Then Jesus said, ‘There was a man who had two sons. The younger of them said to his father, “Father, give me the share of the property that will belong to me.” So he divided his property between them. A few days later the younger son gathered all he had and travelled to a distant country, and there he squandered his property in dissolute living. When he had spent everything, a severe famine took place throughout that country, and he began to be in need. So he went and hired himself out to one of the citizens of that country, who sent him to his fields to feed the pigs. He would gladly have filled himself with the pods that the pigs were eating; and no one gave him anything. But when he came to himself he said, “How many of my father’s hired hands have bread enough and to spare, but here I am dying of hunger! I will get up and go to my father, and I will say to him, ‘Father, I have sinned against heaven and before you; I am no longer worthy to be called your son; treat me like one of your hired hands.’” So he set off and went to his father. But while he was still far off, his father saw him and was filled with compassion; he ran and put his arms around him and kissed him. Then the son said to him, “Father, I have sinned against heaven and before you; I am no longer worthy to be called your son.” But the father said to his slaves, “Quickly, bring out a robe—the best one—and put it on him; put a ring on his finger and sandals on his feet. And get the fatted calf and kill it, and let us eat and celebrate; for this son of mine was dead and is alive again; he was lost and is found!” And they began to celebrate. ‘Now his elder son was in the field; and when he came and approached the house, he heard music and dancing. He called one of the slaves and asked what was going on. He replied, “Your brother has come, and your father has killed the fatted calf, because he has got him back safe and sound.” Then he became angry and refused to go in. His father came out and began to plead with him. But he answered his father, “Listen! For all these years I have been working like a slave for you, and I have never disobeyed your command; yet you have never given me even a young goat so that I might celebrate with my friends. But when this son of yours came back, who has devoured your property with prostitutes, you killed the fatted calf for him!” Then the father said to him, “Son, you are always with me, and all that is mine is yours. But we had to celebrate and rejoice, because this brother of yours was dead and has come to life; he was lost and has been found.”’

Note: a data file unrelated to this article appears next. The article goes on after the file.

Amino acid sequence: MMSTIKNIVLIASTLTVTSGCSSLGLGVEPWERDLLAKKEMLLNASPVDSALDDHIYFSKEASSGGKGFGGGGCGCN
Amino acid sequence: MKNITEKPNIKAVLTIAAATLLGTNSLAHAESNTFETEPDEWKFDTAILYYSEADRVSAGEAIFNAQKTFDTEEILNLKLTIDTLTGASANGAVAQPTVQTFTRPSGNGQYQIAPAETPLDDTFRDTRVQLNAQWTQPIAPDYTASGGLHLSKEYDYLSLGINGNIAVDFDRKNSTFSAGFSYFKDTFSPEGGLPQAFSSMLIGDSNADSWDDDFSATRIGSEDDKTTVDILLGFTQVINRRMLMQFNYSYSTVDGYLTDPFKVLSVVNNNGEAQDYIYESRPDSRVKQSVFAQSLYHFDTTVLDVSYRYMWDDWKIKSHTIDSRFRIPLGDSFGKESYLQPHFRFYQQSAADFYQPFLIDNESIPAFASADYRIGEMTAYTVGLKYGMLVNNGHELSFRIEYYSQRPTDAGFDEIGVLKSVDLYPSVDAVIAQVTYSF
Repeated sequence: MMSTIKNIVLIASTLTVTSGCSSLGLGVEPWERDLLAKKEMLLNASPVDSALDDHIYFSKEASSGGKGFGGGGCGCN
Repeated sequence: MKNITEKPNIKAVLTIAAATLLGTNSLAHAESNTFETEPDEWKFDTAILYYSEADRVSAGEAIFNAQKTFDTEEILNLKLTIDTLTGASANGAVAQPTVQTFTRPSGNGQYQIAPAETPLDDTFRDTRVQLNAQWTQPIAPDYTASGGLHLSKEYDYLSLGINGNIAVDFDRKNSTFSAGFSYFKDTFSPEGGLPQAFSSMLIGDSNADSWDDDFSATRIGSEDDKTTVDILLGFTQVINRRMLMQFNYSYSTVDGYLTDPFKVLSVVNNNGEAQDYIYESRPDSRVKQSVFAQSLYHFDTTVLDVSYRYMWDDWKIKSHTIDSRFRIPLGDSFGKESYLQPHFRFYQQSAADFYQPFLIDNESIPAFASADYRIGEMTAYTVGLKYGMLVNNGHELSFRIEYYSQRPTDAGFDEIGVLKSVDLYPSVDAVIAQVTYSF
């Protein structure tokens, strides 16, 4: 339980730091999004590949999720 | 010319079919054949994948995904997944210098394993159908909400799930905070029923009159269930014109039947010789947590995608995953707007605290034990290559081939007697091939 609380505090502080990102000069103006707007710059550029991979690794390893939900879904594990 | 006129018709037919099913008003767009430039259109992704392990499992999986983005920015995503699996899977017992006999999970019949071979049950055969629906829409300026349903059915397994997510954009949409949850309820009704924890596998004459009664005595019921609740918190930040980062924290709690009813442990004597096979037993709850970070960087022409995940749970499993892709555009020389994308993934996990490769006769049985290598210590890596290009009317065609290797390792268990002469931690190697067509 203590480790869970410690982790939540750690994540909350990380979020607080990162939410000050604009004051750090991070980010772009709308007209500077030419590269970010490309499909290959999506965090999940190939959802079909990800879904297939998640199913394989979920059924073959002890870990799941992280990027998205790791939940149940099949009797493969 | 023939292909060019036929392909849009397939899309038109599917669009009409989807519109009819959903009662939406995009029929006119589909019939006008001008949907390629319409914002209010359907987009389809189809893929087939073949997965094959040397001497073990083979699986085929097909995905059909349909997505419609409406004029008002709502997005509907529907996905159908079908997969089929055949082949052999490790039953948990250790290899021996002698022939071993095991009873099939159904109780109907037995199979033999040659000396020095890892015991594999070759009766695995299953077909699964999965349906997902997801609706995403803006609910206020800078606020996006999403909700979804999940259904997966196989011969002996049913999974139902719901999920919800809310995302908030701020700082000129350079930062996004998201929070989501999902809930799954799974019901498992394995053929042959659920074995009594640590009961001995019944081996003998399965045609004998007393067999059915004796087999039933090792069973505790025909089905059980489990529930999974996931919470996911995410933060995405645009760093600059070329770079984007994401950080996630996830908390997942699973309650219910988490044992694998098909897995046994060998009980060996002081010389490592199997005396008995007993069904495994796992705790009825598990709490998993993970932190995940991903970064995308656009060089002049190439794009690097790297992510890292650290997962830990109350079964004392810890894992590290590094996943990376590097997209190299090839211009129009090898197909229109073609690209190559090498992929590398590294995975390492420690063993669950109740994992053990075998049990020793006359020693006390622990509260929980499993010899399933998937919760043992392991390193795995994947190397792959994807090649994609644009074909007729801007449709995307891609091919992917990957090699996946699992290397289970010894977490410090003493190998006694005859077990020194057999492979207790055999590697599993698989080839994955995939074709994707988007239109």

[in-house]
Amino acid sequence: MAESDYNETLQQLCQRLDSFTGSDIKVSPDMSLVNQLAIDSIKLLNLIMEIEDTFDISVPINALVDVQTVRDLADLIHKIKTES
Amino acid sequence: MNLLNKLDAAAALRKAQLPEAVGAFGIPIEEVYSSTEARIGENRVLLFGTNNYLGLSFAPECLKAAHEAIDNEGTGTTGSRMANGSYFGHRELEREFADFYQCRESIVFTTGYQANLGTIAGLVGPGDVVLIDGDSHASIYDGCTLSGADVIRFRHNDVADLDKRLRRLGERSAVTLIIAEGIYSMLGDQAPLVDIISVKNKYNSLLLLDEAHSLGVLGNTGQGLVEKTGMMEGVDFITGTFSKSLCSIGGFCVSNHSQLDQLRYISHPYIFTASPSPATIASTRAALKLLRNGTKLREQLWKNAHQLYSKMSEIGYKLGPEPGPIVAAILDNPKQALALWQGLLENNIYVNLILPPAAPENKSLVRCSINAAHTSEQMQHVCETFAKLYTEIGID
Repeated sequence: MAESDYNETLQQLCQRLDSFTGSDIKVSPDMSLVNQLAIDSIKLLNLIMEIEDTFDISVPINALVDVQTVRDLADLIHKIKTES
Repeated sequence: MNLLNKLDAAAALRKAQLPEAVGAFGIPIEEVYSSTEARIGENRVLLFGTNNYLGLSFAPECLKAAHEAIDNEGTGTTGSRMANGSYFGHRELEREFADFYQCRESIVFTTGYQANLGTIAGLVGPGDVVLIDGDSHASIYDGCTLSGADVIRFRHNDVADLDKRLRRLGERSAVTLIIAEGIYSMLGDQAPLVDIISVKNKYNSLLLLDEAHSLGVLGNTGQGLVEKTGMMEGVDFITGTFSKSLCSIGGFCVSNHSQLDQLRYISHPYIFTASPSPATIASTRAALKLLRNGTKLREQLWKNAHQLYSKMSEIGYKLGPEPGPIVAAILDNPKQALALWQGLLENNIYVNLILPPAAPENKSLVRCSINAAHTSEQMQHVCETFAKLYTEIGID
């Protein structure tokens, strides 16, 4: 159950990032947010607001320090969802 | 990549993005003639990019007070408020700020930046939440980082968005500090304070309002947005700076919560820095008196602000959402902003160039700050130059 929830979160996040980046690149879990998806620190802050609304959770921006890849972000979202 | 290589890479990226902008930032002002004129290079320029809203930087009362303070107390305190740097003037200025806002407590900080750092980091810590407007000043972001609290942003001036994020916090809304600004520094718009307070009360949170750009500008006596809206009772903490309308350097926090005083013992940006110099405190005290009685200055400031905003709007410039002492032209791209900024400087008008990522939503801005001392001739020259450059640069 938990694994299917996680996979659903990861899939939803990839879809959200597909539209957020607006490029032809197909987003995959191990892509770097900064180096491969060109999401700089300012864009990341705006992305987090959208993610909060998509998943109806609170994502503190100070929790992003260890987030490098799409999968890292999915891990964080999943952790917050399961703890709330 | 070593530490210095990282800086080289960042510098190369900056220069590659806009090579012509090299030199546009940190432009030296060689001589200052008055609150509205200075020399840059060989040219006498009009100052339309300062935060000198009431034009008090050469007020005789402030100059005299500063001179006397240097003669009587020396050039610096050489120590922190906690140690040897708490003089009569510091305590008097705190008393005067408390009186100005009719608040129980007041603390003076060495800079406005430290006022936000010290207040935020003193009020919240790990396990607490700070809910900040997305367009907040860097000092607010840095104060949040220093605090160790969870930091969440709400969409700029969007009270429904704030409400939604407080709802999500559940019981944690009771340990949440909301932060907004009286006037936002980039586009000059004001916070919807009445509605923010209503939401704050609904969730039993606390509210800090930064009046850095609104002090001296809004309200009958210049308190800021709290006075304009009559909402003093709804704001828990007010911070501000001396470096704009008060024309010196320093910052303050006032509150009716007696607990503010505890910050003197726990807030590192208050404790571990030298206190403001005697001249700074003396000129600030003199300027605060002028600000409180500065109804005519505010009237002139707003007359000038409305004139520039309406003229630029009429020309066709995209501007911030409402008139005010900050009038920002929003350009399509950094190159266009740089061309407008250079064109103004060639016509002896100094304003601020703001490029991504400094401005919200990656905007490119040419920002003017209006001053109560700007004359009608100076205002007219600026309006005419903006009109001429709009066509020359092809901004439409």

We know this story well: The Prodigal Son. But just what is a prodigal? It’s one of those words, like manger and Samaritan, that is mostly used in the context of a Biblical story and so has lost its meaning.
Unless you work with horses, you might think that manger means cot, and most folks today associate Samaritans with kind, helpful people. And prodigal? The Cambridge dictionary has ‘prodigal: spending large amounts of money without thinking of the future, in a way that is not wise.’ But that’s not what the word really means, and anyway, I’d argue that the title is wrong: it’s not the son who is prodigal in this story, it’s the father!
Jesus told the story as part of a series – the lost sheep, the lost coin and this, the lost son – each ending with ‘rejoicing in heaven over one sinner who repents’. The Pharisees were complaining because Jesus was welcoming sinners. These stories were Jesus’ answer to the Pharisees, and it is clear to see who is who. The lost sheep, the lost son, the lost coin is the sinner. The jealous son, the 99 who (think they) have no need to repent is the Pharisee, the religious person secure in their own righteousness. The shepherd, the housewife, the father rejoicing over what was lost, is God.
So who is the prodigal? Who squanders his riches on the undeserving? Who spends freely without thought of return? Who lavishes his grace on those who can never possibly repay his generosity? Who gives without limit to those who have never done a thing to deserve it?
Our Prodigal Father in Heaven, who ‘wastes’ his love those who do not deserve it. That’s me, and that’s you. All of us.
It’s so good to be home.
O Prodigal Father, we feel welcome in your arms, undeserved. We hear forgiveness in your voice, unearned. We see warmth in your eyes, unmerited. May we reflect that warmth to those around us, May we return that forgiveness to these who wound us. May we respond with warmth as we love, because you first loved us.
Fay Rowland, graduate student at Wesley House, Cambridge Theological Federation, St Botolph’s Church, Northants.
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